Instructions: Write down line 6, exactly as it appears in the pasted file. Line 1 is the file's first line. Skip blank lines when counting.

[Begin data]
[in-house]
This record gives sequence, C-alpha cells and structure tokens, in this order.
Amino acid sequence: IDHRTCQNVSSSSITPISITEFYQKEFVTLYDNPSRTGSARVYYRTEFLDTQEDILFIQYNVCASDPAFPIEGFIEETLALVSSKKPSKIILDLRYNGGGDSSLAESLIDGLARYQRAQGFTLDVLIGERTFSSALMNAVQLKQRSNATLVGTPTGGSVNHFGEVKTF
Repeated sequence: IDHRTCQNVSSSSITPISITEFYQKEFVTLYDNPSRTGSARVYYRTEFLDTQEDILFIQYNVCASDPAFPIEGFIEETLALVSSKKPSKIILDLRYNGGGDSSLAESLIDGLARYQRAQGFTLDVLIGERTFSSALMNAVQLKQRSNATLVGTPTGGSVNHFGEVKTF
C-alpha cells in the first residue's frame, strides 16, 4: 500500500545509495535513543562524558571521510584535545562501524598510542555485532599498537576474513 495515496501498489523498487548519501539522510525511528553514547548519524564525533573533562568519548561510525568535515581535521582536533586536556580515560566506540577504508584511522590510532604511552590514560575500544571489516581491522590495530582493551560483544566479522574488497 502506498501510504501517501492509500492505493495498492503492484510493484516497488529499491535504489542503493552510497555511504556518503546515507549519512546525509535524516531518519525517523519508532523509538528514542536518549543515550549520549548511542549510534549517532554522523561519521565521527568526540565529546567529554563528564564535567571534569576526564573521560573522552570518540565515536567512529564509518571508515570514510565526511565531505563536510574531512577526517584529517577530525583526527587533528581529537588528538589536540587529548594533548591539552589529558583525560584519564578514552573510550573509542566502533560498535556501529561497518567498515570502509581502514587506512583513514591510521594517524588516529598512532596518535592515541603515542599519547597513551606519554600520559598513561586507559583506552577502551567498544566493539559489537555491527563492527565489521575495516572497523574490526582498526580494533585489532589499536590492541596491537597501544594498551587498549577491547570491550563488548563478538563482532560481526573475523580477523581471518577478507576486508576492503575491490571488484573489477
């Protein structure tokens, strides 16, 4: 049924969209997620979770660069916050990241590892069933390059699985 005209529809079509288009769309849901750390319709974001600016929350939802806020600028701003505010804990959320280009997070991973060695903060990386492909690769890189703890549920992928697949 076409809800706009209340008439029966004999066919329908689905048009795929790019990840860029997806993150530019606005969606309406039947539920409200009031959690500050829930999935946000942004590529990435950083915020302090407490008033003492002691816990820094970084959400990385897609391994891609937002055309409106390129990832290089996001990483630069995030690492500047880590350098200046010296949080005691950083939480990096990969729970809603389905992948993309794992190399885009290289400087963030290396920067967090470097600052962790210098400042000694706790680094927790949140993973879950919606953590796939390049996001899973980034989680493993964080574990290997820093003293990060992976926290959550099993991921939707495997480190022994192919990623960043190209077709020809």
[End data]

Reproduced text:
């Protein structure tokens, strides 16, 4: 049924969209997620979770660069916050990241590892069933390059699985 005209529809079509288009769309849901750390319709974001600016929350939802806020600028701003505010804990959320280009997070991973060695903060990386492909690769890189703890549920992928697949 076409809800706009209340008439029966004999066919329908689905048009795929790019990840860029997806993150530019606005969606309406039947539920409200009031959690500050829930999935946000942004590529990435950083915020302090407490008033003492002691816990820094970084959400990385897609391994891609937002055309409106390129990832290089996001990483630069995030690492500047880590350098200046010296949080005691950083939480990096990969729970809603389905992948993309794992190399885009290289400087963030290396920067967090470097600052962790210098400042000694706790680094927790949140993973879950919606953590796939390049996001899973980034989680493993964080574990290997820093003293990060992976926290959550099993991921939707495997480190022994192919990623960043190209077709020809």